WASHINGTON, March 24, 2011 /PRNewswire-USNewswire/ -- National Air Traffic Controllers Association President Paul Rinaldi issued the following statement stressing the need for safe staffing of front-line, fully certified air traffic controllers on all shifts, particularly the midnight (overnight) shifts, in the wake of Wednesday morning's incident at DCA Tower (Washington National Airport).
"During the incident at DCA on the midnight shift Wednesday morning, there was one FAA supervisor on duty, instead of a front-line controller. This was an FAA management supervisor, not a front-line controller.
"We applaud Transportation Secretary LaHood for quickly moving to put safety first and fix the situation at DCA yesterday by ordering additional staffing – a front-line controller – on the midnight shift, which took effect last night.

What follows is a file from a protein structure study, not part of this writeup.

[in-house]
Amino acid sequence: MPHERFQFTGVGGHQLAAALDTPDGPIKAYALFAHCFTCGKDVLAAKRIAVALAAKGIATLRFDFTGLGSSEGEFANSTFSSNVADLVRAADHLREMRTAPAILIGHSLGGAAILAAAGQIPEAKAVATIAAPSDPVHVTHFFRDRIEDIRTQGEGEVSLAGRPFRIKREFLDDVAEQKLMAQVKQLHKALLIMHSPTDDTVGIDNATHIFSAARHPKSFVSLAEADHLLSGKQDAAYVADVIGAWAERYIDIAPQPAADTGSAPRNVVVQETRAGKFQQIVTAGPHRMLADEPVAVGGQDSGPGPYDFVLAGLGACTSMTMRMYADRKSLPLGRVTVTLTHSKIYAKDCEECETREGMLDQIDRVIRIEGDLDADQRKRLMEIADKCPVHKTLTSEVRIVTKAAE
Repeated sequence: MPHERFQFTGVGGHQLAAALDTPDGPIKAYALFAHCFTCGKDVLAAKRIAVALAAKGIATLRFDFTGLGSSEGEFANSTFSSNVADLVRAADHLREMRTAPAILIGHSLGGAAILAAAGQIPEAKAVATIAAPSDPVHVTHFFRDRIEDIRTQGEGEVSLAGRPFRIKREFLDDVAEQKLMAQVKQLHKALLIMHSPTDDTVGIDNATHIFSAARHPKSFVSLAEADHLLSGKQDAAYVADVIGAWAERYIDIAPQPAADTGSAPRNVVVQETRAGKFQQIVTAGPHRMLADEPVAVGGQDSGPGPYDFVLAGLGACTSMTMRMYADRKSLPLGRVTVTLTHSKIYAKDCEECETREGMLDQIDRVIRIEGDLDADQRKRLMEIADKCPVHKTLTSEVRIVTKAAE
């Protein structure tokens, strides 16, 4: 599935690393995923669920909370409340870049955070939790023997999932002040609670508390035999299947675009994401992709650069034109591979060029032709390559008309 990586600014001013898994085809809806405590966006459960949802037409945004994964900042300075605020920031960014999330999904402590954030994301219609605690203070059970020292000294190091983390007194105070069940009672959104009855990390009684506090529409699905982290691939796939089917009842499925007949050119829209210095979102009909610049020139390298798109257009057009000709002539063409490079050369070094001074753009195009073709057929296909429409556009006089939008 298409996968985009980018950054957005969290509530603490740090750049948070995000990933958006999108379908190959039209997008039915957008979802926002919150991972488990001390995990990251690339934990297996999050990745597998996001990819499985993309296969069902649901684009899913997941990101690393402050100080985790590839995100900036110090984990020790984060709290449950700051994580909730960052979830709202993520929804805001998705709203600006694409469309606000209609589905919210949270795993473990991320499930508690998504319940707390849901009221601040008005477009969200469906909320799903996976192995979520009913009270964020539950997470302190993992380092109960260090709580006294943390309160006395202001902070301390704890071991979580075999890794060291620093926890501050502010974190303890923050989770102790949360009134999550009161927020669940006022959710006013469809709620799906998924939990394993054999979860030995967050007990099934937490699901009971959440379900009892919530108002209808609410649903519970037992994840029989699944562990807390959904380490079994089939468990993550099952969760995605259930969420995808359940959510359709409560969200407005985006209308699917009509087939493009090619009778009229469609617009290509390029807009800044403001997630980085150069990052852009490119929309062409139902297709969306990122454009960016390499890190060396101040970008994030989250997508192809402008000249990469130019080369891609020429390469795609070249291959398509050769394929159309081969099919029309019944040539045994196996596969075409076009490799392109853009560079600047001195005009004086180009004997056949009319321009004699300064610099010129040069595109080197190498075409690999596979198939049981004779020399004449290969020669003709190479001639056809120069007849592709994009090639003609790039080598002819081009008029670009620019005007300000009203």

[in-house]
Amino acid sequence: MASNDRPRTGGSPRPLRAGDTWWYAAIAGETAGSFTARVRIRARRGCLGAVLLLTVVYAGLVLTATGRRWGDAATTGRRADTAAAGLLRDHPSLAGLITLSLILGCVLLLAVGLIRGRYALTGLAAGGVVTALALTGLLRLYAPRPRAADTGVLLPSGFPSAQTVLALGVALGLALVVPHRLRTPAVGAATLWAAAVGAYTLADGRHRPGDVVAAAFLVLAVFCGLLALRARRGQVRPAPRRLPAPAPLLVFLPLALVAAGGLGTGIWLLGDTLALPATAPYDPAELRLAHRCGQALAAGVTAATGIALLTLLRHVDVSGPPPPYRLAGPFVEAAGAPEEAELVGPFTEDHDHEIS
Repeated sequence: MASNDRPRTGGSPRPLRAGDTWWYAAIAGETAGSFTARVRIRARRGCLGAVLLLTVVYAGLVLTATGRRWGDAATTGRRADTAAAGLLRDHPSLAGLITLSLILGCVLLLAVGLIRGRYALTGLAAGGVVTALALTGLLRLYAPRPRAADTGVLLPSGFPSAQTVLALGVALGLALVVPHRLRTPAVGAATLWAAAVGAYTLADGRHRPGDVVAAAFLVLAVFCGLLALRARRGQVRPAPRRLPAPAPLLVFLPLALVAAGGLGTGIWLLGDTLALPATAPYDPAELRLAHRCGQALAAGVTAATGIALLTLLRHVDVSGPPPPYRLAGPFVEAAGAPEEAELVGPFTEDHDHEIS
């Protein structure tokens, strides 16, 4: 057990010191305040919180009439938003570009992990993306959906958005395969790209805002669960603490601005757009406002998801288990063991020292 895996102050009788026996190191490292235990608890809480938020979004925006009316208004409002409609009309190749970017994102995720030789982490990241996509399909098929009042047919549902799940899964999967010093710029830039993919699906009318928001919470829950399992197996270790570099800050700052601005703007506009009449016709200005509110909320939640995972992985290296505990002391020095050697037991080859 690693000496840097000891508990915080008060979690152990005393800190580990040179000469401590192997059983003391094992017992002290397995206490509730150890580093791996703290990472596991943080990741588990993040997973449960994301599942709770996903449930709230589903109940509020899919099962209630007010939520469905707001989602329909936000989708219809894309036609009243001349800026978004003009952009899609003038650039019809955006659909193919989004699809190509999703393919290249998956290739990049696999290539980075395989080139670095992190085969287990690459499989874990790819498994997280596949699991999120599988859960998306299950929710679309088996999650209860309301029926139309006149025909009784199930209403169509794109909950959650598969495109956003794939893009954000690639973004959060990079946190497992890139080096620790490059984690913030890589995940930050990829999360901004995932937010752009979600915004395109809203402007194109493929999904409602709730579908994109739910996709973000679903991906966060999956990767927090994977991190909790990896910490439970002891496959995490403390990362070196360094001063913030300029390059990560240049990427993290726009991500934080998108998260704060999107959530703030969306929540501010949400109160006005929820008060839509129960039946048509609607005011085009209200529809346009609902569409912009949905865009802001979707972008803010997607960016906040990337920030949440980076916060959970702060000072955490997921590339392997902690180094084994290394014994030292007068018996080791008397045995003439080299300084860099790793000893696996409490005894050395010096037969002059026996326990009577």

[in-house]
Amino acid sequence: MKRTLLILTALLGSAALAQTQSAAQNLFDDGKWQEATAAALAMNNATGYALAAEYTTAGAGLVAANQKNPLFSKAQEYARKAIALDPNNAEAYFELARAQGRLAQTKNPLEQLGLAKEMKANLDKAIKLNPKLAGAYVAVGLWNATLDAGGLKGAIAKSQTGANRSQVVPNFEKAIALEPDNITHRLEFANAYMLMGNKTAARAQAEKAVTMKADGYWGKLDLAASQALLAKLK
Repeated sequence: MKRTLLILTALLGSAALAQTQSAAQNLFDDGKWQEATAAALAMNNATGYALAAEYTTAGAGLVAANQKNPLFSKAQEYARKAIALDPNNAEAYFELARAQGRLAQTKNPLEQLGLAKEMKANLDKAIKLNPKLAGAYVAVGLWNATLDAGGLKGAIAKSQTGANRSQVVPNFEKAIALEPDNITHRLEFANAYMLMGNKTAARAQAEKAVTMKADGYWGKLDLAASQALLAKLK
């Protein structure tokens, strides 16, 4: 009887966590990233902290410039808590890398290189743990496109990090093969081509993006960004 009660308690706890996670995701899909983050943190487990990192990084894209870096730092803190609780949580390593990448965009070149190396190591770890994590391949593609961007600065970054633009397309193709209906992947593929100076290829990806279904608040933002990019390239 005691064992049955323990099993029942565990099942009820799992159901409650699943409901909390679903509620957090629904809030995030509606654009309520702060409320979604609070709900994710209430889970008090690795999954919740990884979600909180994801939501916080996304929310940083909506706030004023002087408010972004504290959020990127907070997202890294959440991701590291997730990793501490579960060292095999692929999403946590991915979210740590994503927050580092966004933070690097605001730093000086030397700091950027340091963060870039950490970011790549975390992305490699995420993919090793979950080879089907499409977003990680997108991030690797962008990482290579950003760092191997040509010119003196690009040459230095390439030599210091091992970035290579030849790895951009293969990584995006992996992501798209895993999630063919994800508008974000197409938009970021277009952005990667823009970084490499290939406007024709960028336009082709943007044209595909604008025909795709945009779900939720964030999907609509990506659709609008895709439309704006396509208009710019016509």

"NATCA has long been outspoken in its opposition to one-person staffing on any shift. In fact, the NATCA membership, in its strong commitment to aviation safety, adopted language in its formal constitution nearly 20 years ago opposing one-person staffing on a shift. That language remains in effect today.
"One-person shifts are unsafe. Period. The most horrifying proof of this came on Aug. 27, 2006, when 49 people lost their lives aboard Comair Flight 191 in Lexington, Ky., when there was only one controller assigned to duty in the tower handling multiple controllers' responsibilities alone. One person staffing was wrong then and it's wrong now.
"We also applaud Secretary LaHood for calling yesterday for an FAA study of staffing levels around the country at other airports. Wednesday's incident clearly shows the need for an urgent, comprehensive, nationwide staffing study. We continue to work closely with Congress on FAA reauthorization language that calls for such a study.
"The administration inherited an unsafe policy of staffing to budget instead of putting safety first. We fully support the administration's aggressive actions to change this policy. Safety should always be the top priority in any discussion of aviation policy."
SOURCE National Air Traffic Controllers Association